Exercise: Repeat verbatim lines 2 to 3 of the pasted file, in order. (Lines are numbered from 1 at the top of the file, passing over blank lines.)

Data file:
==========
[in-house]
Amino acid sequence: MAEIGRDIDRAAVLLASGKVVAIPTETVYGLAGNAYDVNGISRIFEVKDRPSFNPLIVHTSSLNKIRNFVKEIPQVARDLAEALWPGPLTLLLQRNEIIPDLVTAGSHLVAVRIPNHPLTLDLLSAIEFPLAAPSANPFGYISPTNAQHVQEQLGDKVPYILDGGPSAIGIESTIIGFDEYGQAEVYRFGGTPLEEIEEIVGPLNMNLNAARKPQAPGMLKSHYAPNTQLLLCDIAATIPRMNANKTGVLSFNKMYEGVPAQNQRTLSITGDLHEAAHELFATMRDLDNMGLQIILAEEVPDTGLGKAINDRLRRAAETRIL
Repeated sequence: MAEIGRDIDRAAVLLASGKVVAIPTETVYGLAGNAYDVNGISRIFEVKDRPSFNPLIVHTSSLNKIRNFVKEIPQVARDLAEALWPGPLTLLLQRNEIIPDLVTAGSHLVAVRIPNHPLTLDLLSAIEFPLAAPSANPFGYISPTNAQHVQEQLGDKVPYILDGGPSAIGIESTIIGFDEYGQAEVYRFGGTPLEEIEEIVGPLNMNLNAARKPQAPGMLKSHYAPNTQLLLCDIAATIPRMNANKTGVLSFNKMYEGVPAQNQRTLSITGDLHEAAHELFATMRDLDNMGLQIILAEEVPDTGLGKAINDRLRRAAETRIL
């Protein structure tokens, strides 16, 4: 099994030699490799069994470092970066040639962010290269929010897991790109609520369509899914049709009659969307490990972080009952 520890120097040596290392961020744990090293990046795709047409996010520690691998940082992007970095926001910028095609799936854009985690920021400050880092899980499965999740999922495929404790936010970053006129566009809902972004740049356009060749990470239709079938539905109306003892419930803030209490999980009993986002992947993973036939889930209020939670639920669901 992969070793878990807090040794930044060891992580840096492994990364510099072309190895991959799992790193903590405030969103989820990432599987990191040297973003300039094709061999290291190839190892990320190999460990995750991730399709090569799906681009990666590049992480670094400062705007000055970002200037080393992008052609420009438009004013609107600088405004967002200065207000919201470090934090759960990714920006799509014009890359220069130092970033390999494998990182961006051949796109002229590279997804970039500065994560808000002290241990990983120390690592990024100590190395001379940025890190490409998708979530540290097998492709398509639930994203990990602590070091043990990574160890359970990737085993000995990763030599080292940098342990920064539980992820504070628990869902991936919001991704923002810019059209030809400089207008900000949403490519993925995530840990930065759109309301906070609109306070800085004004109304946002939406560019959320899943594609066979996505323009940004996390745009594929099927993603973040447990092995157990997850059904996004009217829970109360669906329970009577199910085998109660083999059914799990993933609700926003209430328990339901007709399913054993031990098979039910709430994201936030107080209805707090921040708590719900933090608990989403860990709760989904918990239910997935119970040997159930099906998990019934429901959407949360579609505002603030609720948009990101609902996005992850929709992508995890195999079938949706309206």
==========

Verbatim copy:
Amino acid sequence: MAEIGRDIDRAAVLLASGKVVAIPTETVYGLAGNAYDVNGISRIFEVKDRPSFNPLIVHTSSLNKIRNFVKEIPQVARDLAEALWPGPLTLLLQRNEIIPDLVTAGSHLVAVRIPNHPLTLDLLSAIEFPLAAPSANPFGYISPTNAQHVQEQLGDKVPYILDGGPSAIGIESTIIGFDEYGQAEVYRFGGTPLEEIEEIVGPLNMNLNAARKPQAPGMLKSHYAPNTQLLLCDIAATIPRMNANKTGVLSFNKMYEGVPAQNQRTLSITGDLHEAAHELFATMRDLDNMGLQIILAEEVPDTGLGKAINDRLRRAAETRIL
Repeated sequence: MAEIGRDIDRAAVLLASGKVVAIPTETVYGLAGNAYDVNGISRIFEVKDRPSFNPLIVHTSSLNKIRNFVKEIPQVARDLAEALWPGPLTLLLQRNEIIPDLVTAGSHLVAVRIPNHPLTLDLLSAIEFPLAAPSANPFGYISPTNAQHVQEQLGDKVPYILDGGPSAIGIESTIIGFDEYGQAEVYRFGGTPLEEIEEIVGPLNMNLNAARKPQAPGMLKSHYAPNTQLLLCDIAATIPRMNANKTGVLSFNKMYEGVPAQNQRTLSITGDLHEAAHELFATMRDLDNMGLQIILAEEVPDTGLGKAINDRLRRAAETRIL